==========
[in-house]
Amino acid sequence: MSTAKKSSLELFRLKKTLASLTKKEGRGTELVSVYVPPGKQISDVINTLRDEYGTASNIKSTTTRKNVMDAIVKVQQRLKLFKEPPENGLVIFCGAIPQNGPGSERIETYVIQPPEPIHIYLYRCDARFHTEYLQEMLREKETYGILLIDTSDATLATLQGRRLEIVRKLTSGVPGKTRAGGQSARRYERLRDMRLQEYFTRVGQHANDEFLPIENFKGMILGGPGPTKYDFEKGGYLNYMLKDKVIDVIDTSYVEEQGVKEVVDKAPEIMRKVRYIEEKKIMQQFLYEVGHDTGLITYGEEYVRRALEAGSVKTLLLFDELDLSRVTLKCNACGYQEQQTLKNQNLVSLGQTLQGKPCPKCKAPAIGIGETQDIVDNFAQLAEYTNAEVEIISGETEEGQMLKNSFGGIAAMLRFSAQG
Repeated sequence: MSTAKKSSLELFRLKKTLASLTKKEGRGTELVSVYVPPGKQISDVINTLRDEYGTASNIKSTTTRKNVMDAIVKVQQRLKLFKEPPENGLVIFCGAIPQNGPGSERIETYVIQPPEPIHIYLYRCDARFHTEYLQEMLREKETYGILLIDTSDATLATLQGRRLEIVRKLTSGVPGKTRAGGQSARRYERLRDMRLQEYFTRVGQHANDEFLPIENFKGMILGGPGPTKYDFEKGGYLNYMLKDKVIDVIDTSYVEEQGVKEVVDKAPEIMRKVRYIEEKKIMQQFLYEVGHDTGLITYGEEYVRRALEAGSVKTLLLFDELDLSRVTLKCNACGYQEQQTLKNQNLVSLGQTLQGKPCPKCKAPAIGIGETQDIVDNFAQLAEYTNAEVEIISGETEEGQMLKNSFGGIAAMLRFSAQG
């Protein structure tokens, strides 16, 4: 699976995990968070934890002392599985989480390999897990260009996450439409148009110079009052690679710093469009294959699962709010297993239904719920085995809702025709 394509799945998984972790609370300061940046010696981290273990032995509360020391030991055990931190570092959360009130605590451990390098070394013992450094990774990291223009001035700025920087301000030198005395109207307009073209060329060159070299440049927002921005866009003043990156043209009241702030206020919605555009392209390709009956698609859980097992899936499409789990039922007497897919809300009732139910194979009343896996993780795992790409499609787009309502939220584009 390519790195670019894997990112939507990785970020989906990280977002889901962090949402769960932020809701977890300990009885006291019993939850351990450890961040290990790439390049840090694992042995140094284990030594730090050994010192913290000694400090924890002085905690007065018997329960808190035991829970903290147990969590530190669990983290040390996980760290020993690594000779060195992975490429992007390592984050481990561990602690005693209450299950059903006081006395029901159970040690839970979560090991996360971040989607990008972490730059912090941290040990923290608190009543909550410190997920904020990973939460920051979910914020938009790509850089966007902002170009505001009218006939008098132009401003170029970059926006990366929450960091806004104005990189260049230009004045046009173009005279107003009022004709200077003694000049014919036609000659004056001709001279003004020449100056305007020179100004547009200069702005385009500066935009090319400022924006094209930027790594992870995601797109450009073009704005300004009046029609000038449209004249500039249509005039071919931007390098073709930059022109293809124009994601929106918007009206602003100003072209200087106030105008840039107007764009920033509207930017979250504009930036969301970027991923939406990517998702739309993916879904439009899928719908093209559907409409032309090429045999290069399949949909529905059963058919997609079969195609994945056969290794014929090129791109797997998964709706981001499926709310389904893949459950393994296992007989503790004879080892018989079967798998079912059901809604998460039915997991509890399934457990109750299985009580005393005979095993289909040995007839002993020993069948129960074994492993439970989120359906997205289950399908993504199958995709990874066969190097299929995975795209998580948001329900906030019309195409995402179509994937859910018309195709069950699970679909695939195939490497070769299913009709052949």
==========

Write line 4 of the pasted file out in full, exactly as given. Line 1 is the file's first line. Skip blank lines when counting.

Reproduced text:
């Protein structure tokens, strides 16, 4: 699976995990968070934890002392599985989480390999897990260009996450439409148009110079009052690679710093469009294959699962709010297993239904719920085995809702025709 394509799945998984972790609370300061940046010696981290273990032995509360020391030991055990931190570092959360009130605590451990390098070394013992450094990774990291223009001035700025920087301000030198005395109207307009073209060329060159070299440049927002921005866009003043990156043209009241702030206020919605555009392209390709009956698609859980097992899936499409789990039922007497897919809300009732139910194979009343896996993780795992790409499609787009309502939220584009 390519790195670019894997990112939507990785970020989906990280977002889901962090949402769960932020809701977890300990009885006291019993939850351990450890961040290990790439390049840090694992042995140094284990030594730090050994010192913290000694400090924890002085905690007065018997329960808190035991829970903290147990969590530190669990983290040390996980760290020993690594000779060195992975490429992007390592984050481990561990602690005693209450299950059903006081006395029901159970040690839970979560090991996360971040989607990008972490730059912090941290040990923290608190009543909550410190997920904020990973939460920051979910914020938009790509850089966007902002170009505001009218006939008098132009401003170029970059926006990366929450960091806004104005990189260049230009004045046009173009005279107003009022004709200077003694000049014919036609000659004056001709001279003004020449100056305007020179100004547009200069702005385009500066935009090319400022924006094209930027790594992870995601797109450009073009704005300004009046029609000038449209004249500039249509005039071919931007390098073709930059022109293809124009994601929106918007009206602003100003072209200087106030105008840039107007764009920033509207930017979250504009930036969301970027991923939406990517998702739309993916879904439009899928719908093209559907409409032309090429045999290069399949949909529905059963058919997609079969195609994945056969290794014929090129791109797997998964709706981001499926709310389904893949459950393994296992007989503790004879080892018989079967798998079912059901809604998460039915997991509890399934457990109750299985009580005393005979095993289909040995007839002993020993069948129960074994492993439970989120359906997205289950399908993504199958995709990874066969190097299929995975795209998580948001329900906030019309195409995402179509994937859910018309195709069950699970679909695939195939490497070769299913009709052949």